WINNIPEG — A Manitoba woman whose career as a dentist, researcher and scholar has spanned decades is ready to come out of retirement to help people get a vaccine to protect against COVID-19.
In an interview with CTV News Winnipeg outside her home near Gimli, Man., Olva Odlum, 81, said she wants to make sure the province has enough personnel to successfully deliver what’s been described as an unprecedented immunization campaign.
“I think it’s so important to encourage people because there’s going to be a huge shortage of personnel in this program,” said Odlum.
Despite being in an at-risk age group for severe illness from COVID-19, Odlum is raring to get back on the frontlines.
“I was one of the first people in Manitoba to treat AIDS patients because everybody was afraid to do that and I thought, okay, if I can do that, I can do this,” Odlum said.
This past weekend, Odlum applied online for a job to help with Manitoba’s immunization campaign and is now waiting to hear back.
It’s all part of a recruitment drive by the province to find people to help deliver COVID-19 vaccines.
As supply of the vaccine increases, immunizers and other workers will be needed for many months in communities across the province, said a spokesperson for Shared Health.
People with health expertise are being recruited to work as clinic managers, post-immunization observers and immunizers—those who will perform the actual inoculations.
It’s a role Manitoba Dental Association president Dr. Marc Mollot said he and his colleagues want to help with, all while continuing to run their own practices.
“Dentists are experts in infection control and in the provision of injections,” said Mollot. “So as a group they remain focused on the overall health of the community and solutions to the COVID-19 pandemic.”
And it’s not just dentists. Jobs have been posted online seeking physicians, nurses, paramedics and other health professionals including pharmacists and veterinarians.
The postings are also open to former providers and students studying to become a health professional as long as they’ve completed the immunization portion of their training.
Pharmacist Tim Smith said people in his line of work already give flu shots, so administering the COVID-19 vaccine is a natural fit.
“I’ve heard from a number of pharmacists already that they’re interested in or have already begun applying for the positions with Shared Health,” Smith said. “Including my partner who’s a pharmacist, I’m proud to say.”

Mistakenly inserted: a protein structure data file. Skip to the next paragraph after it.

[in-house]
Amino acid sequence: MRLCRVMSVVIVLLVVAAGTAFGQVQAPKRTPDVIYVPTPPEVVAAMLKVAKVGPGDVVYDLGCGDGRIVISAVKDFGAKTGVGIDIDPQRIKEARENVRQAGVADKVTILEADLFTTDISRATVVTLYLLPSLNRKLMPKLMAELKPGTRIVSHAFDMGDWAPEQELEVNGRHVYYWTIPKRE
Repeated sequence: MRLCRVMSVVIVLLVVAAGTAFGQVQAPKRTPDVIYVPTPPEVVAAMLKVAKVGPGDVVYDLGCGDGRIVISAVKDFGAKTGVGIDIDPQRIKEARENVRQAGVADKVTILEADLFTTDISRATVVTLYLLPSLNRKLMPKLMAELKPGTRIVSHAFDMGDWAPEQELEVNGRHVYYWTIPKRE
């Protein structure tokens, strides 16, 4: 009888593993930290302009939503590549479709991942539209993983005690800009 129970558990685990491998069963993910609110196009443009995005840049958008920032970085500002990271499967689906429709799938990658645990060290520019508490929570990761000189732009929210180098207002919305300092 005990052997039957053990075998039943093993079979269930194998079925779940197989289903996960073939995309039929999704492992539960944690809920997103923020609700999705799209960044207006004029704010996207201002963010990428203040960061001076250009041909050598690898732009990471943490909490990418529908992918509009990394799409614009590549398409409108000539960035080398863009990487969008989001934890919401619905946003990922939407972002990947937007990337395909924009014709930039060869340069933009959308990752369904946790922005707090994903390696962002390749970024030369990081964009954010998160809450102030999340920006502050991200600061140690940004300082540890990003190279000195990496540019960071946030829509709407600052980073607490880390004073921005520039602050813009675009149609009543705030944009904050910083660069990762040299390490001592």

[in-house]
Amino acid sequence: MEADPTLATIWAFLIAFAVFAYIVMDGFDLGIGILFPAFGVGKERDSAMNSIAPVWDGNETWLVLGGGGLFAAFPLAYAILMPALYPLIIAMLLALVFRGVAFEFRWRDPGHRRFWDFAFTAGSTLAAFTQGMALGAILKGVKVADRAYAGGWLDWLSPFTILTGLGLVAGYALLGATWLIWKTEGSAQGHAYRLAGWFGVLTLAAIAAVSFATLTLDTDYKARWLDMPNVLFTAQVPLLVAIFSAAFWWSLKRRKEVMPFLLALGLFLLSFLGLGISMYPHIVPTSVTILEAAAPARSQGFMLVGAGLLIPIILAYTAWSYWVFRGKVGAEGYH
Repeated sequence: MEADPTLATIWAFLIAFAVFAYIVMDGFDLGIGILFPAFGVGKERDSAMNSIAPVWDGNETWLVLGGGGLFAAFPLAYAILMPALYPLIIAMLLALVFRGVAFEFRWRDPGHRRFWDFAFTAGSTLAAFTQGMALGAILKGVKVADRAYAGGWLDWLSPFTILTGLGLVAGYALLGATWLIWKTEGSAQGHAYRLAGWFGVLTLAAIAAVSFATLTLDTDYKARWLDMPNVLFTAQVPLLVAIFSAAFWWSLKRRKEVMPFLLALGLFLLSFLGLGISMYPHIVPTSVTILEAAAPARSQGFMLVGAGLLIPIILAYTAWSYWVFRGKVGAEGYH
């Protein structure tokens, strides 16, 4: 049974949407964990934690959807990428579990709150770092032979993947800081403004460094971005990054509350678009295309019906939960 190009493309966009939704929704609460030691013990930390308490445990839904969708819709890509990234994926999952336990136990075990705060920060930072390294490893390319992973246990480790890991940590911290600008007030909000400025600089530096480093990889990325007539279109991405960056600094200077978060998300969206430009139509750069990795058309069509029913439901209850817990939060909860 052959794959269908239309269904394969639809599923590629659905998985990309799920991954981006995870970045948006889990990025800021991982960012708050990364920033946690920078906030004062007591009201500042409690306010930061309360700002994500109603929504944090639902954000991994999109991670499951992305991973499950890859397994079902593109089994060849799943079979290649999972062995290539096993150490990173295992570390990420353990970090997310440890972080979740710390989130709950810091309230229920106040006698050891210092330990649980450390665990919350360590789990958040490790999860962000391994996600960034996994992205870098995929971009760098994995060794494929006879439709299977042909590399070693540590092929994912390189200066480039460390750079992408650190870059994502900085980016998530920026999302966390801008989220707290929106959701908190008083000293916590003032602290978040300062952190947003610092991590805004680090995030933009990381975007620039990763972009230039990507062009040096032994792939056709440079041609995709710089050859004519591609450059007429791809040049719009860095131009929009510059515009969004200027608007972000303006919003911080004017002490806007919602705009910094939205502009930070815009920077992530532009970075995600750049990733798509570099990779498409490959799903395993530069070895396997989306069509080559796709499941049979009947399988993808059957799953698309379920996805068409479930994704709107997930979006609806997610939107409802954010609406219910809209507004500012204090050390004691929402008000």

While busy conducting ultrasounds and performing surgeries on the many cats and dogs that visit her hospital, Dr. Alison Litchfield said veterinarians are excited about the opportunity to use their expertise to help humans.
“I would love to do it. I think the difficult part will be trying to get away from our busy, busy practices,” said Litchfield, who’s also president of the Manitoba Veterinary Medical Association.
She noted veterinarians may be able to fill a unique need in rural areas.
“Sometimes they’re the only health-care practitioner anywhere near some of these smaller areas, and I think that’s going to be a really big boost to getting these vaccines out to those areas,” said Litchfield. “I think veterinarians, including myself, want to be a part of the solution to this issue.”
She said like dentists and pharmacists, veterinarians are familiar with working with vaccines and usually deal with less cooperative patients.
“One, hopefully the patient sits still a little bit more for us, so that’s nice,” said Litchfield. “I think we’d be fairly comfortable.”
Odlum said her family’s been supportive of her plan to help with the immunization campaign.
“They just think here she goes again,” Odlum laughed, describing herself as a bit of a risk taker. “I hope it’s going to encourage younger people.
“Your regular dentist isn’t going to close his or her practice to do this. They may do it on a Saturday or the evening. The same with physicians and nurses—they’re busy as can be. And so, this is an add-on for them.”
Shared Health said so far 191 people have been hired to fill a variety of roles.
Training for eligible professionals surrounding the specifics of the COVID-19 vaccine is being provided through Red River College. The training takes eight hours which includes five hours of online theory and three hours of lab time.
People assigned to work in immunization clinics are in one of the priority groups to get the vaccine.
That group also includes people born on or before Dec. 31, 1970, who work in critical care and people born on or before Dec. 31, 1960, who work in acute or long-term care.
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